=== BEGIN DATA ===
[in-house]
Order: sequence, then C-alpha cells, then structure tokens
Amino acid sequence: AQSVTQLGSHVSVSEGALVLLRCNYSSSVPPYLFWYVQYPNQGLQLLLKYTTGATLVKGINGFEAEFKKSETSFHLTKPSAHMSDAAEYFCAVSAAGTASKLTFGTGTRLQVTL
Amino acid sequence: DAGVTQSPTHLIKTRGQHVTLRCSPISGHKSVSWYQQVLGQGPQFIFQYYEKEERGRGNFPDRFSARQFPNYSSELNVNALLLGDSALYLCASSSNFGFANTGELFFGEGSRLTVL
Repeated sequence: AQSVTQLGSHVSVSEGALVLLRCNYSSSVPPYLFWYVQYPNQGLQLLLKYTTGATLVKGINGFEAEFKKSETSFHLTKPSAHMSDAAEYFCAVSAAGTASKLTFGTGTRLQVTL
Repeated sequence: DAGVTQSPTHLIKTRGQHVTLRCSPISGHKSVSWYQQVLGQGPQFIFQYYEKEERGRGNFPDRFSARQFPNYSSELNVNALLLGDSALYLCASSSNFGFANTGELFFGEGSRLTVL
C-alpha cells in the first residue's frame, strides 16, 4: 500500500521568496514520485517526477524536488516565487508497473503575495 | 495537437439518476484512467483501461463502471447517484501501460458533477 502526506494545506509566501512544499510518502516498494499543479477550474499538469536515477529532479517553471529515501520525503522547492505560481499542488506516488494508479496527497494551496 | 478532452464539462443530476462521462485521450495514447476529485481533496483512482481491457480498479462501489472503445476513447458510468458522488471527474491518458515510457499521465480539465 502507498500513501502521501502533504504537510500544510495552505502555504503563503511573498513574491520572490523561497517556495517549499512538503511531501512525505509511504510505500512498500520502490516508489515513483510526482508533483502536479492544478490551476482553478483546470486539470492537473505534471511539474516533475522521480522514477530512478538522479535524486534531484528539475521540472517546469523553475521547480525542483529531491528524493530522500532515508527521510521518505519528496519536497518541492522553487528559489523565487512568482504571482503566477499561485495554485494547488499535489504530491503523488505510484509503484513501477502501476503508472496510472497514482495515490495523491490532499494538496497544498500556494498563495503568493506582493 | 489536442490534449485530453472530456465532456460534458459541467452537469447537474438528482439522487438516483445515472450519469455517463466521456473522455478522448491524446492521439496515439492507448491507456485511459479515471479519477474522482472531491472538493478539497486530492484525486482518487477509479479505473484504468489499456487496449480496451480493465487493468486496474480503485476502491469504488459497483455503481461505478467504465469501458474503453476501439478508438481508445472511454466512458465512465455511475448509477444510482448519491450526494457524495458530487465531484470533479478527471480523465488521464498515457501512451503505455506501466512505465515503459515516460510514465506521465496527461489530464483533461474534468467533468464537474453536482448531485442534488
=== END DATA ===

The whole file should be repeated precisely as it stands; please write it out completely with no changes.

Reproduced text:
[in-house]
Order: sequence, then C-alpha cells, then structure tokens
Amino acid sequence: AQSVTQLGSHVSVSEGALVLLRCNYSSSVPPYLFWYVQYPNQGLQLLLKYTTGATLVKGINGFEAEFKKSETSFHLTKPSAHMSDAAEYFCAVSAAGTASKLTFGTGTRLQVTL
Amino acid sequence: DAGVTQSPTHLIKTRGQHVTLRCSPISGHKSVSWYQQVLGQGPQFIFQYYEKEERGRGNFPDRFSARQFPNYSSELNVNALLLGDSALYLCASSSNFGFANTGELFFGEGSRLTVL
Repeated sequence: AQSVTQLGSHVSVSEGALVLLRCNYSSSVPPYLFWYVQYPNQGLQLLLKYTTGATLVKGINGFEAEFKKSETSFHLTKPSAHMSDAAEYFCAVSAAGTASKLTFGTGTRLQVTL
Repeated sequence: DAGVTQSPTHLIKTRGQHVTLRCSPISGHKSVSWYQQVLGQGPQFIFQYYEKEERGRGNFPDRFSARQFPNYSSELNVNALLLGDSALYLCASSSNFGFANTGELFFGEGSRLTVL
C-alpha cells in the first residue's frame, strides 16, 4: 500500500521568496514520485517526477524536488516565487508497473503575495 | 495537437439518476484512467483501461463502471447517484501501460458533477 502526506494545506509566501512544499510518502516498494499543479477550474499538469536515477529532479517553471529515501520525503522547492505560481499542488506516488494508479496527497494551496 | 478532452464539462443530476462521462485521450495514447476529485481533496483512482481491457480498479462501489472503445476513447458510468458522488471527474491518458515510457499521465480539465 502507498500513501502521501502533504504537510500544510495552505502555504503563503511573498513574491520572490523561497517556495517549499512538503511531501512525505509511504510505500512498500520502490516508489515513483510526482508533483502536479492544478490551476482553478483546470486539470492537473505534471511539474516533475522521480522514477530512478538522479535524486534531484528539475521540472517546469523553475521547480525542483529531491528524493530522500532515508527521510521518505519528496519536497518541492522553487528559489523565487512568482504571482503566477499561485495554485494547488499535489504530491503523488505510484509503484513501477502501476503508472496510472497514482495515490495523491490532499494538496497544498500556494498563495503568493506582493 | 489536442490534449485530453472530456465532456460534458459541467452537469447537474438528482439522487438516483445515472450519469455517463466521456473522455478522448491524446492521439496515439492507448491507456485511459479515471479519477474522482472531491472538493478539497486530492484525486482518487477509479479505473484504468489499456487496449480496451480493465487493468486496474480503485476502491469504488459497483455503481461505478467504465469501458474503453476501439478508438481508445472511454466512458465512465455511475448509477444510482448519491450526494457524495458530487465531484470533479478527471480523465488521464498515457501512451503505455506501466512505465515503459515516460510514465506521465496527461489530464483533461474534468467533468464537474453536482448531485442534488